Smith promotes point-of-care pharmacists while at CMS Innovation Center
Pharmacists’ numbers are low, but services are ‘extraordinary.’
The rollout of the Affordable Care Act (ACA) has been for many a challenge, but Marie Smith, PharmD, says a recent stint examining policy options for new health care delivery and payment models convinced her this could be a time when pharmacists are positioned for greater roles in team-based patient care.
“The ACA affords a tremendous opportunity for pharmacists,” said Smith, Henry Palmer Professor and Assistant Dean of Practice and Public Policy Partnerships at the University of Connecticut’s School of Pharmacy. “The traditional ways of providing health care services are being challenged, and pharmacists will be seen as high-impact team members.”
Smith recently completed a 6-month faculty leave at CMS. There, as a member of CMS’s Center for Medicare & Medicaid Innovation (the Innovation Center), Smith was a senior adviser to the Innovation Center’s Comprehensive Primary Care (CPC) team. She was the only pharmacist on the team, which consisted of physicians, a physician’s assistant, nurses, and several experts in health policy, quality improvement, program evaluation, health information technology, and patient and provider engagement.
The CPC initiative is a 4-year model testing care delivery transformation in primary care practices in seven regions of the United States. CPC is a multipayer program, one in which Medicare joins with 31 distinct payers, including state Medicaid and commercial plans to transform the care delivery and payment environment for participating practices.
Working with the CPC team was a perfect fit for Smith, who has been a national thought leader and researcher of physician–pharmacist collaborations and new methods of integrating pharmacists at the point of care in primary care practices. “There are 497 primary care practices in the CPC demonstration, and 29 CPC practices indicated they had pharmacists on their health care team. However, little was known about the pharmacists’ services and level of integration with CPC teams,” Smith said. “I got in touch with the pharmacists to get their story of what they were doing. The numbers were few, but what they were doing was extraordinary. They worked closely with the clinicians in the practice, and focused on patients with high-risk medications, complex medication regimens, or insufficient response to treatment.”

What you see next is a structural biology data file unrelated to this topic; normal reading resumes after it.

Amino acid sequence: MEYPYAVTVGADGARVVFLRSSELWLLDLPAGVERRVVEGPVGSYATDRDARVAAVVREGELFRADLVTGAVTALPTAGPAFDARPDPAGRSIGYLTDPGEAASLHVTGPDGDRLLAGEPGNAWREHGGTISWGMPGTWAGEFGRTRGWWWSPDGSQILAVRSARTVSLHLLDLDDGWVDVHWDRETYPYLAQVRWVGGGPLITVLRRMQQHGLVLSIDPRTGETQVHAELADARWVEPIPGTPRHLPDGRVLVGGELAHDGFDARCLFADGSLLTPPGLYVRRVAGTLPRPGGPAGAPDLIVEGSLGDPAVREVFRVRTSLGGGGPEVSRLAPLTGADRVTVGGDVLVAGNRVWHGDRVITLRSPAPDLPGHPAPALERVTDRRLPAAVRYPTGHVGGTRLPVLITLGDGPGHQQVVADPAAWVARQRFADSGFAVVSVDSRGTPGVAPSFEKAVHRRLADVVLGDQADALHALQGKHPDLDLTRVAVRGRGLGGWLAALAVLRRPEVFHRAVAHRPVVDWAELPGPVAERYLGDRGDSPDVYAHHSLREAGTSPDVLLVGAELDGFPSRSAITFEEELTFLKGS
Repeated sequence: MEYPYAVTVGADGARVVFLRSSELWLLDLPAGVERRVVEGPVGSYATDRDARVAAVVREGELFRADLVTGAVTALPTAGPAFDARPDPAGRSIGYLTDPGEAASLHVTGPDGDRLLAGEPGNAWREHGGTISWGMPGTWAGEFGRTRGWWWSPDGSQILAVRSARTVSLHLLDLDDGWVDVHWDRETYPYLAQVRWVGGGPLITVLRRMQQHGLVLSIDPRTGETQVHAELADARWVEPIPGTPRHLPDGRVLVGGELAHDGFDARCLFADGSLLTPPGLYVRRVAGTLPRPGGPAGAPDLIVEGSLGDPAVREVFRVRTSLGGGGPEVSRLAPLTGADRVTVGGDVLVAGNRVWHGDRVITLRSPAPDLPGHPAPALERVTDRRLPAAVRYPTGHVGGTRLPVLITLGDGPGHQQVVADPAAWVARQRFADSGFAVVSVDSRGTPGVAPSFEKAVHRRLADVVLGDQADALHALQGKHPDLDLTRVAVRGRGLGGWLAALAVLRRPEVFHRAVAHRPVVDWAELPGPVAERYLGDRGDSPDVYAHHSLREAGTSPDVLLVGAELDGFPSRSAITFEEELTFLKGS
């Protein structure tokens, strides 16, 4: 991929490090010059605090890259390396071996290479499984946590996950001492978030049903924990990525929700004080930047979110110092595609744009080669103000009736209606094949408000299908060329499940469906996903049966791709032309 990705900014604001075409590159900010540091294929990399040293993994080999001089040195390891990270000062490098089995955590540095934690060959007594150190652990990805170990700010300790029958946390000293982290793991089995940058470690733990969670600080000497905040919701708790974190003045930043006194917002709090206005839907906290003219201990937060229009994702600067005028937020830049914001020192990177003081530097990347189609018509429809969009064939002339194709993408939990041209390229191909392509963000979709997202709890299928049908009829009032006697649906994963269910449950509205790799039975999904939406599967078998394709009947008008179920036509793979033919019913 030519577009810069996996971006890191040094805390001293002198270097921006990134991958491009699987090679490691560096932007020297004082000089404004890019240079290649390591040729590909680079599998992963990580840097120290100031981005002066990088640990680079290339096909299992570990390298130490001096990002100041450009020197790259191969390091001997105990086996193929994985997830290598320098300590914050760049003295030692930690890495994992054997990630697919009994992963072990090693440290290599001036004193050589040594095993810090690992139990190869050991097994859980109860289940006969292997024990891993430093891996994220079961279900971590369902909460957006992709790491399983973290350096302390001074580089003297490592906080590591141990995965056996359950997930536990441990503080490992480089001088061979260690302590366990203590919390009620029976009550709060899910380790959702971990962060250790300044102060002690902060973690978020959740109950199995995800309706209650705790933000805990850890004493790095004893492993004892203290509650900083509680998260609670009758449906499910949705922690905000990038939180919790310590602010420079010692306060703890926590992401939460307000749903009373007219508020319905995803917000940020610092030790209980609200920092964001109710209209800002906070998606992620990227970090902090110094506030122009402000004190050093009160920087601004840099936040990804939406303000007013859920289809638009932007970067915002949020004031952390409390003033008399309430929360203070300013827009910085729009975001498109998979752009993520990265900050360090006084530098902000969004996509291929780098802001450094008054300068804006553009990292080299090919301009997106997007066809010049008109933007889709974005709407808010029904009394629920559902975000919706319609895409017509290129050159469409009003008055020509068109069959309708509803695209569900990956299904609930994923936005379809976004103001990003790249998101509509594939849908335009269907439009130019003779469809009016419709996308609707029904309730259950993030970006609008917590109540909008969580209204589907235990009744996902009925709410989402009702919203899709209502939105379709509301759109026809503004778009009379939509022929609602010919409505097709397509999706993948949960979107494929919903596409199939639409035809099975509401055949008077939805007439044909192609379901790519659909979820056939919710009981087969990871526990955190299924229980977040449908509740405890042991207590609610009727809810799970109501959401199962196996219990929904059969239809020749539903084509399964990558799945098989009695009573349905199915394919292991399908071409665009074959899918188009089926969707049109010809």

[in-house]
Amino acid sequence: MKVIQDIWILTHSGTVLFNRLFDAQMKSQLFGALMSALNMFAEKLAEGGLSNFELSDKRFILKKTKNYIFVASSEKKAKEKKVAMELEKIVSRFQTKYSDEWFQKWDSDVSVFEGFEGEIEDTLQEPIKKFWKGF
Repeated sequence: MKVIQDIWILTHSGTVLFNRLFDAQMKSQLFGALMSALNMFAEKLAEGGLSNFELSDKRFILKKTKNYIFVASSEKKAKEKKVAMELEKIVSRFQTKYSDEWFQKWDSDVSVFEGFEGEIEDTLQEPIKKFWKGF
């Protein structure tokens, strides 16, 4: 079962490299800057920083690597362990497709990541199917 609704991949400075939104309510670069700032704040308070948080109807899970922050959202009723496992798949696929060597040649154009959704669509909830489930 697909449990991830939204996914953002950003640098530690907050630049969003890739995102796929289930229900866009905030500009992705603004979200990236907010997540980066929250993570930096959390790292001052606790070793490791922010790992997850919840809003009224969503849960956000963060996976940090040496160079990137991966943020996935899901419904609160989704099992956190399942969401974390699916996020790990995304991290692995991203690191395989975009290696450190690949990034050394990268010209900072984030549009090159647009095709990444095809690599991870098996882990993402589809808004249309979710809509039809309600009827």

Most pharmacists in the CPC initiative were affiliated with pharmacy schools, hospitals, or health systems. CPC pharmacists reported that the funding for their positions was usually shared between the CPC practice, and a university or hospital or health system. “They were accomplished pharmacist specialists—most had been providing direct patient care in ambulatory settings for 5 or more years. By working in the CPC primary care practices, the pharmacists had direct access to the patients’ medical records and were valued as clinical colleagues. They make an immediate contribution to clinical decision-making about medication selection, management, monitoring, safety, adherence, and cost-related issues. Physicians value the pharmacist’s clinical expertise, and patients see the pharmacist as a trusted member of their health team. We found physicians appreciate having a pharmacist who collaborates with them shoulder-to-shoulder in providing direct patient care.”
Smith also helped develop a CPC pharmacist integration roadmap, a document to educate physicians and medical office staff on implementing or enhancing medication management services. The roadmap emphasized the identification of patients with the greatest medication management needs and the implementation of collaborative drug management agreements between physicians and pharmacists. It was written as part of the CPC’s strategic implementation plan for 2014 through 2016.
“There are so many medication gaps that pharmacists can identify and resolve if they have access to patient medical information and are integrated into primary care or community-based health care teams—so many benefits for patients and their families if we are recognized as a full team member and can contribute at the point of clinical decision making,” Smith said.